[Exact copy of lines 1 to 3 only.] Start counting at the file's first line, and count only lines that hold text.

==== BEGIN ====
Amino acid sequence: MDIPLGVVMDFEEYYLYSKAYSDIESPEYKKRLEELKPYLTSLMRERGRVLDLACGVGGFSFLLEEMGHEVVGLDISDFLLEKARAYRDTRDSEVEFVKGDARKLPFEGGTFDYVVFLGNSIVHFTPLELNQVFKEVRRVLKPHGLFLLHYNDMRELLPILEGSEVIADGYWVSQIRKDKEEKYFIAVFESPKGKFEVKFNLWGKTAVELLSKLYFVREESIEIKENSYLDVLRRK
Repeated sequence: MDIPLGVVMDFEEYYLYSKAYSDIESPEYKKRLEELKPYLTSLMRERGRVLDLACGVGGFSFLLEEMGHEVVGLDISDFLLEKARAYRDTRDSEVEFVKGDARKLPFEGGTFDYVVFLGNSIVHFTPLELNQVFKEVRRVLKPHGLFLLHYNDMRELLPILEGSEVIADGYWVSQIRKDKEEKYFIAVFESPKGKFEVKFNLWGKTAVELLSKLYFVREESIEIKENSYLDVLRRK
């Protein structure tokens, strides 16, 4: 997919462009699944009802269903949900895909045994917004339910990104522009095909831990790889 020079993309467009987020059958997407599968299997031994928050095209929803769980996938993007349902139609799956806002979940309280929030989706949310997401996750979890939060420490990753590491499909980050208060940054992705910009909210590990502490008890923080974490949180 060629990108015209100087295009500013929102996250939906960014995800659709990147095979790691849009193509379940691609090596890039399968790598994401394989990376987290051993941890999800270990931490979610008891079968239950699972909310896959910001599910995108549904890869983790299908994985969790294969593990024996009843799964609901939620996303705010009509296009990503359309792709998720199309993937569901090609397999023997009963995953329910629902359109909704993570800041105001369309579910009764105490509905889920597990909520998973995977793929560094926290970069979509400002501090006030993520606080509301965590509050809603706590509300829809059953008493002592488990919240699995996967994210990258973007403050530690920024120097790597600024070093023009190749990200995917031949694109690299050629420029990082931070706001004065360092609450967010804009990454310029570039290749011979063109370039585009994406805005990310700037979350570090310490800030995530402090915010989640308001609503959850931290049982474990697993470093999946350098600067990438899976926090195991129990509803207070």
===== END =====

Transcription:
Amino acid sequence: MDIPLGVVMDFEEYYLYSKAYSDIESPEYKKRLEELKPYLTSLMRERGRVLDLACGVGGFSFLLEEMGHEVVGLDISDFLLEKARAYRDTRDSEVEFVKGDARKLPFEGGTFDYVVFLGNSIVHFTPLELNQVFKEVRRVLKPHGLFLLHYNDMRELLPILEGSEVIADGYWVSQIRKDKEEKYFIAVFESPKGKFEVKFNLWGKTAVELLSKLYFVREESIEIKENSYLDVLRRK
Repeated sequence: MDIPLGVVMDFEEYYLYSKAYSDIESPEYKKRLEELKPYLTSLMRERGRVLDLACGVGGFSFLLEEMGHEVVGLDISDFLLEKARAYRDTRDSEVEFVKGDARKLPFEGGTFDYVVFLGNSIVHFTPLELNQVFKEVRRVLKPHGLFLLHYNDMRELLPILEGSEVIADGYWVSQIRKDKEEKYFIAVFESPKGKFEVKFNLWGKTAVELLSKLYFVREESIEIKENSYLDVLRRK
């Protein structure tokens, strides 16, 4: 997919462009699944009802269903949900895909045994917004339910990104522009095909831990790889 020079993309467009987020059958997407599968299997031994928050095209929803769980996938993007349902139609799956806002979940309280929030989706949310997401996750979890939060420490990753590491499909980050208060940054992705910009909210590990502490008890923080974490949180 060629990108015209100087295009500013929102996250939906960014995800659709990147095979790691849009193509379940691609090596890039399968790598994401394989990376987290051993941890999800270990931490979610008891079968239950699972909310896959910001599910995108549904890869983790299908994985969790294969593990024996009843799964609901939620996303705010009509296009990503359309792709998720199309993937569901090609397999023997009963995953329910629902359109909704993570800041105001369309579910009764105490509905889920597990909520998973995977793929560094926290970069979509400002501090006030993520606080509301965590509050809603706590509300829809059953008493002592488990919240699995996967994210990258973007403050530690920024120097790597600024070093023009190749990200995917031949694109690299050629420029990082931070706001004065360092609450967010804009990454310029570039290749011979063109370039585009994406805005990310700037979350570090310490800030995530402090915010989640308001609503959850931290049982474990697993470093999946350098600067990438899976926090195991129990509803207070």